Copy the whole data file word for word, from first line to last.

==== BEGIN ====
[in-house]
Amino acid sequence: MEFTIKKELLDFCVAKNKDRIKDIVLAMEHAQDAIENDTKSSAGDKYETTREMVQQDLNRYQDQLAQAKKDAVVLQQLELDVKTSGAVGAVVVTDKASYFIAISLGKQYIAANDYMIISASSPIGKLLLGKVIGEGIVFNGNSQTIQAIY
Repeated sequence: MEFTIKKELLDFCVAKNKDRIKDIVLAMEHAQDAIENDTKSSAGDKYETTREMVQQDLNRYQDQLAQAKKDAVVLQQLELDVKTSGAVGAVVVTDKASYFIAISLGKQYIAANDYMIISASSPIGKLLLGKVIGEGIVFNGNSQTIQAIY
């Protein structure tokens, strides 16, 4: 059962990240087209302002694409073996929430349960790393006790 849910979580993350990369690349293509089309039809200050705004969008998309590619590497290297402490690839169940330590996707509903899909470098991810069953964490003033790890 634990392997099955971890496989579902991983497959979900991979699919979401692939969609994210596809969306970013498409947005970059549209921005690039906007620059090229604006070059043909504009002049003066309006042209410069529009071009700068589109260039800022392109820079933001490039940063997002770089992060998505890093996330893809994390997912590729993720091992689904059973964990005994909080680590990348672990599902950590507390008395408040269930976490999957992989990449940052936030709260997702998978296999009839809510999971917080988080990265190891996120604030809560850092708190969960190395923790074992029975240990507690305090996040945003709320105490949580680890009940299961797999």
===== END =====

[in-house]
Amino acid sequence: MEFTIKKELLDFCVAKNKDRIKDIVLAMEHAQDAIENDTKSSAGDKYETTREMVQQDLNRYQDQLAQAKKDAVVLQQLELDVKTSGAVGAVVVTDKASYFIAISLGKQYIAANDYMIISASSPIGKLLLGKVIGEGIVFNGNSQTIQAIY
Repeated sequence: MEFTIKKELLDFCVAKNKDRIKDIVLAMEHAQDAIENDTKSSAGDKYETTREMVQQDLNRYQDQLAQAKKDAVVLQQLELDVKTSGAVGAVVVTDKASYFIAISLGKQYIAANDYMIISASSPIGKLLLGKVIGEGIVFNGNSQTIQAIY
């Protein structure tokens, strides 16, 4: 059962990240087209302002694409073996929430349960790393006790 849910979580993350990369690349293509089309039809200050705004969008998309590619590497290297402490690839169940330590996707509903899909470098991810069953964490003033790890 634990392997099955971890496989579902991983497959979900991979699919979401692939969609994210596809969306970013498409947005970059549209921005690039906007620059090229604006070059043909504009002049003066309006042209410069529009071009700068589109260039800022392109820079933001490039940063997002770089992060998505890093996330893809994390997912590729993720091992689904059973964990005994909080680590990348672990599902950590507390008395408040269930976490999957992989990449940052936030709260997702998978296999009839809510999971917080988080990265190891996120604030809560850092708190969960190395923790074992029975240990507690305090996040945003709320105490949580680890009940299961797999």